lisa m. rose

~wildly crafted~

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Taking time to do some side-by-side comparison of Shepherd’s Purse (Capsella bursa-pastorsis) to Pennycress (Thlaspi arvense).  Differences are very apparent in these two mustard-family relatives.  

I originally believed the larger-Pennycress to be a variety of Capsella (very easy to mistake. However, after closer inspection by clarification from Henriette Kress, I see how these two plants are quite different.  

Regarding their differences Kress pointed out to me:

  • The taste: pennycresses have a hint of onion if you chew them. Capsella tastes of cabbage.
  • The seed pods: pennycresses’ pods are round with a raised center; sometimes they’re also cupped (instead of being flat). 
  • Capsella is straight-edged, flat, and uniformly thick.
  • The taste: pennycresses have a hint of onion if you chew them. Capsella tastes of cabbage.
  • The seed pods: pennycresses’ pods are round with a raised center; sometimes they’re also cupped (instead of being flat). Capsella is straight-edged, flat, and uniformly thick.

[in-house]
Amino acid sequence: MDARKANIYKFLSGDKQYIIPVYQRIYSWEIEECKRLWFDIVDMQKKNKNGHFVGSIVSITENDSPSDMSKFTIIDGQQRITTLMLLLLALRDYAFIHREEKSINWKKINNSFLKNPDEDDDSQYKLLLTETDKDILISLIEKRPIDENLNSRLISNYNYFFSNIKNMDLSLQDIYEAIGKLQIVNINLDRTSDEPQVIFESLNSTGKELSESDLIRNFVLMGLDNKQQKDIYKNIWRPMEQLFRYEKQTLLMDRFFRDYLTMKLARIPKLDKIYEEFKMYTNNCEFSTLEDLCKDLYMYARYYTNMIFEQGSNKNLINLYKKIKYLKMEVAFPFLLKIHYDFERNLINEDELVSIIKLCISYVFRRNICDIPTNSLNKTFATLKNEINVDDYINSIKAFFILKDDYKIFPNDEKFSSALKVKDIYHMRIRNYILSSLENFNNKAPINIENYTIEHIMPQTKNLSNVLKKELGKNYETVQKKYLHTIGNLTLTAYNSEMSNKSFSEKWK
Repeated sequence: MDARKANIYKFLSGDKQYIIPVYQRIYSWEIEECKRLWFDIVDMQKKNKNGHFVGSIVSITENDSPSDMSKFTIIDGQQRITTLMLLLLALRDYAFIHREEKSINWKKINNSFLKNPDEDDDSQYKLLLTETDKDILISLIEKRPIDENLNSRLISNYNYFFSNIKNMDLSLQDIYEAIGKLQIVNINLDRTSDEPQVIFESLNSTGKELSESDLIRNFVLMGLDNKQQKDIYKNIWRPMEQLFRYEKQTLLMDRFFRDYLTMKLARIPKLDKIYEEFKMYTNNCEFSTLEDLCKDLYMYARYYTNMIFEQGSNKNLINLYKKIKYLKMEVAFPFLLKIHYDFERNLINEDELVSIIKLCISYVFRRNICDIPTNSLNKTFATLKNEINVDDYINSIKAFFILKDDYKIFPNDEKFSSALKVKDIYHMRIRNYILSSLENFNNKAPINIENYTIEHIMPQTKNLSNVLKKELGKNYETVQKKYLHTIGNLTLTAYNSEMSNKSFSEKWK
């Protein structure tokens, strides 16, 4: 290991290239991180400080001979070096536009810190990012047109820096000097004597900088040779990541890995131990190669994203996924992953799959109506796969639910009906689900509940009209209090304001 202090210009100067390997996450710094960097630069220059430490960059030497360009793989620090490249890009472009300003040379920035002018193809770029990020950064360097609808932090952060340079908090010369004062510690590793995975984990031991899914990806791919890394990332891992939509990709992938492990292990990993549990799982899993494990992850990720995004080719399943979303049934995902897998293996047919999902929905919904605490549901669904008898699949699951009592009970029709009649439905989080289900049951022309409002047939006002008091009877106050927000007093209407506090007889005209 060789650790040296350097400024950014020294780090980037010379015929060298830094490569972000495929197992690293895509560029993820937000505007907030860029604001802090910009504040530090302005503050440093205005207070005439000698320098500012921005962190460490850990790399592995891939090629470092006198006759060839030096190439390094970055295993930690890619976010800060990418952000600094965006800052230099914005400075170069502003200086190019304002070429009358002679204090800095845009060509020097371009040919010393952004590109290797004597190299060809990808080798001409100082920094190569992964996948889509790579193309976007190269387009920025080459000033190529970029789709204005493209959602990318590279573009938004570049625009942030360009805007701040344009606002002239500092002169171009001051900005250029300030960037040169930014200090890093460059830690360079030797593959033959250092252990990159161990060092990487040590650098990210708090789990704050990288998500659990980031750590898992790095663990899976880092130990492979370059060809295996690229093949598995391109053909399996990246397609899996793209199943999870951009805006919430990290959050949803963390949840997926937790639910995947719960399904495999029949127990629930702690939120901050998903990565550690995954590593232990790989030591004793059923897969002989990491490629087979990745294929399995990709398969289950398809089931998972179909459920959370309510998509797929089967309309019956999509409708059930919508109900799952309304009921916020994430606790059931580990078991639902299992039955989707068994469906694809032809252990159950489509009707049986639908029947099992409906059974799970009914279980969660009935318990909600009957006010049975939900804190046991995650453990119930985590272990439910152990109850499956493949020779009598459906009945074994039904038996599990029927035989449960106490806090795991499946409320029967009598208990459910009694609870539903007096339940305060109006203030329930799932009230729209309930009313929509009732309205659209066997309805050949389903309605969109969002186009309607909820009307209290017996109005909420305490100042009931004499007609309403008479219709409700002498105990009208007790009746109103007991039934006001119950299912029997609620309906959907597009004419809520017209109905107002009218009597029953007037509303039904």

In setting them side-by-side, I can note the differences in seed-pod appearance. I also note the different tastes — The Capsella *does* taste like cabbage, or the leaf of broccoli and the Pennycress is bright green garlic/oniony flavor - almost similar to garlic mustard (also in the same family).  

Steve Brill has good photos of the Shepherd’s Purse  for those of you wanting better clarification on seed pod/basal rosette ID… Use of Shepherd’s Purse is quite documented by midwives and herbalists for it’s use as an astringent and hemorrhage - particularly post-partum.

Great Lakes Herbalist Jim McDonald discusses an interesting case of its use with uterine fibroids as an astringent for heavy bleeding and tone of the uterine tissues in combination with Yarrow and Trillium. 

Am now looking for more common use of the Pennycress. Anyone? 

Filed under shepherd's purse pennycress

  1. burdockandrose posted this